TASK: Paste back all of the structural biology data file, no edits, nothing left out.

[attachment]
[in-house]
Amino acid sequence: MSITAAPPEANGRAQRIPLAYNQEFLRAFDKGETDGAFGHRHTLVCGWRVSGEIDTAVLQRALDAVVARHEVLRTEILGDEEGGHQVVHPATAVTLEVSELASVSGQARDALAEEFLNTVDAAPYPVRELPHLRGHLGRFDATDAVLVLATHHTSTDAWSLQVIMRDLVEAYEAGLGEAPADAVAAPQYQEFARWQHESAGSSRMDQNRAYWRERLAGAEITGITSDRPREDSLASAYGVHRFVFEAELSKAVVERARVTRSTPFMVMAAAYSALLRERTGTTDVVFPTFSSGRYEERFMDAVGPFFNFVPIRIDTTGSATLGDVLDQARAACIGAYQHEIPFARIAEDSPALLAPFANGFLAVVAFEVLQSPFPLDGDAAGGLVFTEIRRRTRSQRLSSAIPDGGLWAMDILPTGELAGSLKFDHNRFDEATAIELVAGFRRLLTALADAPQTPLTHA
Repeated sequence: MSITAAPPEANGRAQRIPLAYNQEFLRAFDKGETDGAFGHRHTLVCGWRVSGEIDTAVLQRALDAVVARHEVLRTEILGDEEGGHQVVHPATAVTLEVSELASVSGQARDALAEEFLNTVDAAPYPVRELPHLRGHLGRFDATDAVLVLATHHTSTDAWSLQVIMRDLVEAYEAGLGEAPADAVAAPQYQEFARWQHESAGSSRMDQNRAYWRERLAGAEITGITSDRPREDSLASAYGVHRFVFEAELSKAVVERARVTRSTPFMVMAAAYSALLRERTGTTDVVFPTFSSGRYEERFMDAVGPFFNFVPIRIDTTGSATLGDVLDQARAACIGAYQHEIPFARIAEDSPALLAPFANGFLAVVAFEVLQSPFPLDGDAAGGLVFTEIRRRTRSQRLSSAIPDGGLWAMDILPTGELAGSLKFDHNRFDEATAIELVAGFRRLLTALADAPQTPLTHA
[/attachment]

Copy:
[in-house]
Amino acid sequence: MSITAAPPEANGRAQRIPLAYNQEFLRAFDKGETDGAFGHRHTLVCGWRVSGEIDTAVLQRALDAVVARHEVLRTEILGDEEGGHQVVHPATAVTLEVSELASVSGQARDALAEEFLNTVDAAPYPVRELPHLRGHLGRFDATDAVLVLATHHTSTDAWSLQVIMRDLVEAYEAGLGEAPADAVAAPQYQEFARWQHESAGSSRMDQNRAYWRERLAGAEITGITSDRPREDSLASAYGVHRFVFEAELSKAVVERARVTRSTPFMVMAAAYSALLRERTGTTDVVFPTFSSGRYEERFMDAVGPFFNFVPIRIDTTGSATLGDVLDQARAACIGAYQHEIPFARIAEDSPALLAPFANGFLAVVAFEVLQSPFPLDGDAAGGLVFTEIRRRTRSQRLSSAIPDGGLWAMDILPTGELAGSLKFDHNRFDEATAIELVAGFRRLLTALADAPQTPLTHA
Repeated sequence: MSITAAPPEANGRAQRIPLAYNQEFLRAFDKGETDGAFGHRHTLVCGWRVSGEIDTAVLQRALDAVVARHEVLRTEILGDEEGGHQVVHPATAVTLEVSELASVSGQARDALAEEFLNTVDAAPYPVRELPHLRGHLGRFDATDAVLVLATHHTSTDAWSLQVIMRDLVEAYEAGLGEAPADAVAAPQYQEFARWQHESAGSSRMDQNRAYWRERLAGAEITGITSDRPREDSLASAYGVHRFVFEAELSKAVVERARVTRSTPFMVMAAAYSALLRERTGTTDVVFPTFSSGRYEERFMDAVGPFFNFVPIRIDTTGSATLGDVLDQARAACIGAYQHEIPFARIAEDSPALLAPFANGFLAVVAFEVLQSPFPLDGDAAGGLVFTEIRRRTRSQRLSSAIPDGGLWAMDILPTGELAGSLKFDHNRFDEATAIELVAGFRRLLTALADAPQTPLTHA